A man who started a fire in a Shetland care home which “could have had fatal consequences” has been spared a custodial sentence.
Jeremy Mortimer, of Hillswick, was placed under supervision for 18 months and ordered to pay £2,000 in compensation when he appeared at Lerwick Sheriff Court this week.
The 61-year old-previously admitted wilfully setting fire to a curtain at the North Haven care home in Brae on February 3.
Procurator fiscal Duncan Mackenzie told Lerwick Sheriff Court that Mortimer was spending the weekend in the care home.
At about 5.30am, nightshift staff heard the noise of Mortimer’s wheelchair in a corridor as he moved from his room into the smoking room.
Within “a minute” of hearing him a fire alarm was activated, with smoke detectors in some of the residents’ rooms also going off. There were 12 permanent residents in the home at the time.
The staff saw a “fiercely burning fire” with “thick black smoke” before tending to the blaze themselves with equipment in the care home while they waited for fire fighters.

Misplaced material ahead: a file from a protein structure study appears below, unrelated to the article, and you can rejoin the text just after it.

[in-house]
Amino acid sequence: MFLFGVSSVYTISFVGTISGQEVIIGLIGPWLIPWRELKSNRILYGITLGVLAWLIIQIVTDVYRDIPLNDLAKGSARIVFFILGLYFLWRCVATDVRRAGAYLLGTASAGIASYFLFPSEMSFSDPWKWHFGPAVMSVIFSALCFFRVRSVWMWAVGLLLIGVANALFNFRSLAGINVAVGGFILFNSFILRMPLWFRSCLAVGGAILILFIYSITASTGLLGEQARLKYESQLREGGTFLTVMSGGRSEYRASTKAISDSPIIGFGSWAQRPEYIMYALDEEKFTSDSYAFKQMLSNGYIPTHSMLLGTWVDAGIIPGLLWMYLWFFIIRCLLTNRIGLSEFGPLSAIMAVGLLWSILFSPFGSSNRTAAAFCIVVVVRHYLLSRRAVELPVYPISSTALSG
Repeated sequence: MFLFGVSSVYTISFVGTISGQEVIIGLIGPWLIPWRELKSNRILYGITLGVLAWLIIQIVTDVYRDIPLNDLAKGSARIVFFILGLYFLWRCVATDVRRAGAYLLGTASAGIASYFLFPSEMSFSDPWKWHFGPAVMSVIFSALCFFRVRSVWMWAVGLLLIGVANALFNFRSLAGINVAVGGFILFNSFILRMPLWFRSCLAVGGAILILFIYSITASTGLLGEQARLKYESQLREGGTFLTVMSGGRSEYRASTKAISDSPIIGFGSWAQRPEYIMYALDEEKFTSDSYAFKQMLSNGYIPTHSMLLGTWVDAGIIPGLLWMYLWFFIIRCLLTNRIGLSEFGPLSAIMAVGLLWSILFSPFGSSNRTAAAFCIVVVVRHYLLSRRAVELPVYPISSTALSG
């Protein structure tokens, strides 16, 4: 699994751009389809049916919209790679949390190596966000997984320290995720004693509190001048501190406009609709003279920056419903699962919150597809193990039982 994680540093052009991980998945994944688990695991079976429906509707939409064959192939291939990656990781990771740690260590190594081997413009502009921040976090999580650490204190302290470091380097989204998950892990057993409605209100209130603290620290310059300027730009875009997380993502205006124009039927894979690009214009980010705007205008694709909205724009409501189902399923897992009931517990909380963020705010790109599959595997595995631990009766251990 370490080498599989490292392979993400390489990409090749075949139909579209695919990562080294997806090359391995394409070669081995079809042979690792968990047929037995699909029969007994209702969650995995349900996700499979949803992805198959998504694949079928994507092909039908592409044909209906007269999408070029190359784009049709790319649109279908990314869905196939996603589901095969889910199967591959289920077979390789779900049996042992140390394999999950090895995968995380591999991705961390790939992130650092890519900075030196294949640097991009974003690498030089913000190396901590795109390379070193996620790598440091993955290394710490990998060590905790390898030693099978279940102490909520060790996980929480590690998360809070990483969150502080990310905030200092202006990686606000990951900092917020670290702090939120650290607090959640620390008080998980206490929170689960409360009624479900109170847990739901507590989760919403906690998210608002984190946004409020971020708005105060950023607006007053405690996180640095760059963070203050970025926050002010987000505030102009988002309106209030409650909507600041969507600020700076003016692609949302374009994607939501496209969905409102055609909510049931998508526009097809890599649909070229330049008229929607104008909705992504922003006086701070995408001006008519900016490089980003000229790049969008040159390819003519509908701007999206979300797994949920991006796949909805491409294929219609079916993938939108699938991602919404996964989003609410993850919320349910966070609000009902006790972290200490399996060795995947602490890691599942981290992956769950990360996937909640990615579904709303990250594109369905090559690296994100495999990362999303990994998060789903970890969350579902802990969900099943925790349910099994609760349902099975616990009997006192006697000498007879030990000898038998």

Mr Mackenzie told court that by the time crew had arrived the fire had been extinguished. “It was clear that the fire was non-accidental,” he said.
The window behind the curtain had cracked due to the heat, while the floor and ceiling suffered some damage too, with the estimated cost of repairs totalling around £6,000.
The fiscal added that there was one occupied room in particular in the care home which, due to the location of the fire, meant there would have been no means of escape for its resident before the fire crew arrived.
Mr Mackenzie told court that all the residents staying in the care home were bed-bound, adding that if it was not for the quick actions of the nightshift staff the incident could have been “very serious”.
Mortimer told police when asked about the fire that he “must have done that”, the fiscal said, but he was not able to give a reason why.
Defence agent Tommy Allan said Mortimer has since been involved in discussions about his past, which was described as “very difficult”.
He said that prison would be “fairly difficult” for his client, suggesting a focus should be on a community payback order instead.
Sheriff Ian Cruickshank said the offence was “something for which I could effortlessly justify sending you to jail”.
“What makes me fall short of sending you to jail is because you appear effectively as a first offender, and I have to pay cognisance to that,” he added.
“I hope that you fully and unequivocally understand that this could have had fatal consequences, not only for you but for others who were incapacitated.”